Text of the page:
What We Share In We Care About
“You do that too?” Years ago I got into using fountain pens. And what I found out by using fountain pens, is that, if you have fountain pens, you need special paper for those fountain pens. And that’s expensive. And even worse, books full of paper are even more expensive. So I got into the habit and hoppy of binding my own books. And so, one day, I went into Michael’s to get some supplies. And the lady who was cutting the cloth was asking me what I was using the cloth for and I told her. And you would have thought that she rediscovered her long-lost best friend. She said, “You do that too?” And instantly we had this common bond. It was a reminder to me that what we share in we care about. But, we, as Christians, have so much more and so much better that we share in. And this evening God’s word reminds us of that fact. In 1 Corinthians we read: “The cup of blessing that we bless, is it not a sharing in the blood of Christ? The bread that we break, is it not a sharing in the body of Christ?” (1 Corinthians 10:16 CSB17)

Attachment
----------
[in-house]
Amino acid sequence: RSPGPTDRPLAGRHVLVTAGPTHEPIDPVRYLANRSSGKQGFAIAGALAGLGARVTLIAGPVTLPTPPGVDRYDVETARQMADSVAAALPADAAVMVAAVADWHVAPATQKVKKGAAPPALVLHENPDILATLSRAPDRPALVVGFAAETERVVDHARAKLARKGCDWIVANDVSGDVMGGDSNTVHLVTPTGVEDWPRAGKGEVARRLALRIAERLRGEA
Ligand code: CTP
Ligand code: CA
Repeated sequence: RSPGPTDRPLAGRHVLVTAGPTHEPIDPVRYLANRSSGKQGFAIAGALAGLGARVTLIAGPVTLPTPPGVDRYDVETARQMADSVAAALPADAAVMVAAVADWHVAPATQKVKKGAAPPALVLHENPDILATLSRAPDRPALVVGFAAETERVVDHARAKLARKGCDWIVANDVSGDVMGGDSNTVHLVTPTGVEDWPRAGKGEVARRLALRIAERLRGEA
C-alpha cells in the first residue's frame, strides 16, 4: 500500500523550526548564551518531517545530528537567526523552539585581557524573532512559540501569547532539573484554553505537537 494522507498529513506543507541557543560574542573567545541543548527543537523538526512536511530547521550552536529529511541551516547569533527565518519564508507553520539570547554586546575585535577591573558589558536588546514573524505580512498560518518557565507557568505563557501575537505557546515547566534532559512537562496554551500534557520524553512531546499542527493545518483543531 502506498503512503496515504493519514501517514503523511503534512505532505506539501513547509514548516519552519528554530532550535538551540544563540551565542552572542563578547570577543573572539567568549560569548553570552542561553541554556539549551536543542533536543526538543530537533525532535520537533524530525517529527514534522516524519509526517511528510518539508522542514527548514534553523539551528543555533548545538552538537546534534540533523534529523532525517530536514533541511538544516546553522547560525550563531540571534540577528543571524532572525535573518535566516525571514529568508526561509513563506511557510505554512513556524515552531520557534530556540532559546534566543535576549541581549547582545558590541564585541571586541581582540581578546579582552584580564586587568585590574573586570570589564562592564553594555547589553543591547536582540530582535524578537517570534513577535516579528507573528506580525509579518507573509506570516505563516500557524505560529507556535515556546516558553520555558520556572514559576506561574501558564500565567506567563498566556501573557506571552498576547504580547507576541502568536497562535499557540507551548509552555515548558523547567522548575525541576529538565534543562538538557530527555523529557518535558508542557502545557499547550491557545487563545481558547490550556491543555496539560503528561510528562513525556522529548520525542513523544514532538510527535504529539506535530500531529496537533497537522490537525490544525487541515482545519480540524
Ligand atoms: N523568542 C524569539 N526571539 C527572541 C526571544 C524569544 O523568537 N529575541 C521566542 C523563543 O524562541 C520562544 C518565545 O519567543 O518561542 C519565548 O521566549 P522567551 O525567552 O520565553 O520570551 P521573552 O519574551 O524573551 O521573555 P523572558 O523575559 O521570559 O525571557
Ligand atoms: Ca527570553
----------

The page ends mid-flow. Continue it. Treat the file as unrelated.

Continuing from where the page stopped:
In the Lord’s Supper we share in Jesus’ body. In the Lord’s Supper we share in Jesus’ blood. Notice what Paul is so clearly explaining to us. The Lord’s supper is not just a remembering of or picturing of Jesus’ body and blood. It is Jesus’ body and blood. Along with bread and wine there is Jesus’ body and blood. And in that body and blood Jesus delivers to us the forgiveness of sins. Because of this, the ancient theologian, Augustine, called baptism and the Lord’s supper the visible gospel. On Sunday morning we hear the gospel in our sermons and readings. But in the Lord’s supper we see, taste, touch and feel the gospel.